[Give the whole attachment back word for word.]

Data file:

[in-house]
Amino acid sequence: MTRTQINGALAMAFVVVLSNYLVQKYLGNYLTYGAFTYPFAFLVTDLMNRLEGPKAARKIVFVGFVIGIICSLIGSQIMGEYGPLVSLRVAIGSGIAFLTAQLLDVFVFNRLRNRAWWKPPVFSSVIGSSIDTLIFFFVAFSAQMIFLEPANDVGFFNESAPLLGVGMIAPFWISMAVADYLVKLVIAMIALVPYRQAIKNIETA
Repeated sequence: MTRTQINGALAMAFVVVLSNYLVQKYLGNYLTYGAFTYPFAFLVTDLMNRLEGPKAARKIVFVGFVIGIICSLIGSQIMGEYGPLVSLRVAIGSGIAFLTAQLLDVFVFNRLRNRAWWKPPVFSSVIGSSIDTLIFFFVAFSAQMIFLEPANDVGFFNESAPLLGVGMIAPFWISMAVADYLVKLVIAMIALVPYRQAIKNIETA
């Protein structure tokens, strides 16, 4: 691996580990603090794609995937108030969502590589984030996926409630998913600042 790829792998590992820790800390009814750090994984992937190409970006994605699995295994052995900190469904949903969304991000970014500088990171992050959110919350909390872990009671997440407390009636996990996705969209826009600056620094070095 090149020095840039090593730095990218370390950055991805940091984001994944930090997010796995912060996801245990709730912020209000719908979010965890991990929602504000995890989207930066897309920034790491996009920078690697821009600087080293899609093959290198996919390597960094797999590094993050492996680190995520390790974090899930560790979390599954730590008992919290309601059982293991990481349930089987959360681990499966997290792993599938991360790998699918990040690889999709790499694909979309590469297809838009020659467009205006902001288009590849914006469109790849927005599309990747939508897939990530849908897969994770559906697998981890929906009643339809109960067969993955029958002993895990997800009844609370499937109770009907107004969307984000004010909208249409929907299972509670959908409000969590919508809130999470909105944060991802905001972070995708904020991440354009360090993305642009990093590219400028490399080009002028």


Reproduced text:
[in-house]
Amino acid sequence: MTRTQINGALAMAFVVVLSNYLVQKYLGNYLTYGAFTYPFAFLVTDLMNRLEGPKAARKIVFVGFVIGIICSLIGSQIMGEYGPLVSLRVAIGSGIAFLTAQLLDVFVFNRLRNRAWWKPPVFSSVIGSSIDTLIFFFVAFSAQMIFLEPANDVGFFNESAPLLGVGMIAPFWISMAVADYLVKLVIAMIALVPYRQAIKNIETA
Repeated sequence: MTRTQINGALAMAFVVVLSNYLVQKYLGNYLTYGAFTYPFAFLVTDLMNRLEGPKAARKIVFVGFVIGIICSLIGSQIMGEYGPLVSLRVAIGSGIAFLTAQLLDVFVFNRLRNRAWWKPPVFSSVIGSSIDTLIFFFVAFSAQMIFLEPANDVGFFNESAPLLGVGMIAPFWISMAVADYLVKLVIAMIALVPYRQAIKNIETA
């Protein structure tokens, strides 16, 4: 691996580990603090794609995937108030969502590589984030996926409630998913600042 790829792998590992820790800390009814750090994984992937190409970006994605699995295994052995900190469904949903969304991000970014500088990171992050959110919350909390872990009671997440407390009636996990996705969209826009600056620094070095 090149020095840039090593730095990218370390950055991805940091984001994944930090997010796995912060996801245990709730912020209000719908979010965890991990929602504000995890989207930066897309920034790491996009920078690697821009600087080293899609093959290198996919390597960094797999590094993050492996680190995520390790974090899930560790979390599954730590008992919290309601059982293991990481349930089987959360681990499966997290792993599938991360790998699918990040690889999709790499694909979309590469297809838009020659467009205006902001288009590849914006469109790849927005599309990747939508897939990530849908897969994770559906697998981890929906009643339809109960067969993955029958002993895990997800009844609370499937109770009907107004969307984000004010909208249409929907299972509670959908409000969590919508809130999470909105944060991802905001972070995708904020991440354009360090993305642009990093590219400028490399080009002028």